Written by John Lucarotti
Directed by Waris Hussein
Marco Polo is pretty much about a bunch of people who want to go home. That’s all anyone really wants in this story, except for The Doctor, who just doesn’t want to be stuck in one place and time. I wonder if John Lucarotti realized how much deeper this theme is, set against the backdrop of the nomadic mongols, whose former capital, Karakorum, was little more than a group of tents around one central building.
Rather surprisingly, Marco Polo is just about the villain of this story, though a sympathetic one. The part of out and out bad guy is taken by Tegana, one of Doctor Who’s all time great human baddies. He’s not overly sadistic or violent, but his constant lying always rings unsettlingly true, even when we the viewer know it to be nothing but untruths. Unlike many later lying villain actors, Derren Nesbitt plays him completely straight, with none of that smarmy obvious liar acting that fucks me right off. Unfortunately, the reprobate mongol warlord end up getting his ass kicked by an Italian merchant, rather making him look like a bit of a lame warlord really.
The Doctor here is on great form, as usual, though there could have been more of him. The show at this point was very much an ensemble piece, often having episodes where The Doctor doesn’t turn up at all, and the story is carried by his companions. The time Hartnell does get here is not mis-spent though. He’s one of the few characters you can actually believe would be capable of winning half of Asia from Kublai Khan in a game of backgammon. It often easy to forget that William Hartnell was only in this 50s when he played The Doctor, as he not only gives a wonderful physical performance that sells great age, but brings a great deal of gravitas and wisdom the the character, making him seem a vast age.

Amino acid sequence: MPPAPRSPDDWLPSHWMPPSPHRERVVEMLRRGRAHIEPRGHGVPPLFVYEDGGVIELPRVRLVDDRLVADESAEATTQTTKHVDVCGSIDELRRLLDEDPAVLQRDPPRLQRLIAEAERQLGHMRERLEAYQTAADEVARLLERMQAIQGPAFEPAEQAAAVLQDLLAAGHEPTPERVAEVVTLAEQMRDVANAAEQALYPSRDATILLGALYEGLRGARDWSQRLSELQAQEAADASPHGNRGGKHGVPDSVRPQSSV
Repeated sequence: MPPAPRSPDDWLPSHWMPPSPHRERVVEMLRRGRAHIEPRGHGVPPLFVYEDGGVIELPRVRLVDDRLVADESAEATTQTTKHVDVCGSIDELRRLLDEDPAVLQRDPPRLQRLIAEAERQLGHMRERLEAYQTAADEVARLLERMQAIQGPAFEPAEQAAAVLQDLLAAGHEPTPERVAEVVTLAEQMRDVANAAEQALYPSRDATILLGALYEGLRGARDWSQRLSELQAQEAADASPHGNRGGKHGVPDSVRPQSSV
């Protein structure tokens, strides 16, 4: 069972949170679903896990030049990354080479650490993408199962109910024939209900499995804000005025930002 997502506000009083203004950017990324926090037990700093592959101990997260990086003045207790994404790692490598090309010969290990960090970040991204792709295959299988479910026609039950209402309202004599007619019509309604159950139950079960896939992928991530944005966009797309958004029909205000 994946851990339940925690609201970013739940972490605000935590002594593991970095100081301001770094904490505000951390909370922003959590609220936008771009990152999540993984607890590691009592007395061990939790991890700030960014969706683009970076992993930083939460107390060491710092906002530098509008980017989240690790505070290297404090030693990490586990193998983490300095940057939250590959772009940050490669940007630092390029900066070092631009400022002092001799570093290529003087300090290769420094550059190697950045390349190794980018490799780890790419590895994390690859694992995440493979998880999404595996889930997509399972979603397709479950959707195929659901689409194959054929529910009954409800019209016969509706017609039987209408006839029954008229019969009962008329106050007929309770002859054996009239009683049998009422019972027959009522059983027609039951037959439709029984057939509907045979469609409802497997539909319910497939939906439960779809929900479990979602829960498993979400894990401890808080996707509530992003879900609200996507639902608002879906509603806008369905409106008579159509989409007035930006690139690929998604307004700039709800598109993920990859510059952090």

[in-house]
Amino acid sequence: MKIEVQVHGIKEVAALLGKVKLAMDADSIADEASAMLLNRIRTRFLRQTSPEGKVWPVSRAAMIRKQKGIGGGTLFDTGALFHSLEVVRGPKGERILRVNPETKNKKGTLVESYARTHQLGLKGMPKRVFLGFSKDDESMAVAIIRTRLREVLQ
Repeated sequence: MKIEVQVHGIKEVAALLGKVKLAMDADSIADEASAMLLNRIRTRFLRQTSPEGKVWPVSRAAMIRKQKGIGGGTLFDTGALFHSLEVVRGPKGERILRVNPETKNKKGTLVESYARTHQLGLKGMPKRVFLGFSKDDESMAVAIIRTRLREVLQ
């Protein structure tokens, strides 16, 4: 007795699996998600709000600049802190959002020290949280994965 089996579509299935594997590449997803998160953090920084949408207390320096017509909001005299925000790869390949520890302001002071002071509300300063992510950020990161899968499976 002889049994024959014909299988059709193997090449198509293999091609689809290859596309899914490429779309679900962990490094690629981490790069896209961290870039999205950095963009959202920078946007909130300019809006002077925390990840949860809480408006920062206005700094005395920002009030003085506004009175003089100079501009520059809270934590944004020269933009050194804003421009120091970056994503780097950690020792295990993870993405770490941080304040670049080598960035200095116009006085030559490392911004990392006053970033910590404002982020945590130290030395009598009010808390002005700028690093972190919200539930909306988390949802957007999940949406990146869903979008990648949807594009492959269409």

But the real hero here is Chesterton, constantly almost gaining Marco’s trust, only to lose it again as soon as Tegana shows up.
The story does have its weak point. There is nowhere near enough story to fill seven episodes, and the constant almost escaping really grates on my nerves. Perhaps at the time there was a real sense of jeopardy, but given that I know that this is a seven part story, I know full well that they’re not getting away in part four, so any escape plan that comes before the end just feels like a waste of time. The same can be said for any of the companions being put in any mortal danger, though not to the same extent.
By this point Doctor Who had proven that it could do the historical stuff and still remain engaging, but how would it fare in the sci-fi stakes without the Daleks? Next up, Terry Nation attempts to repeat his previous success with The Keys of Marinus.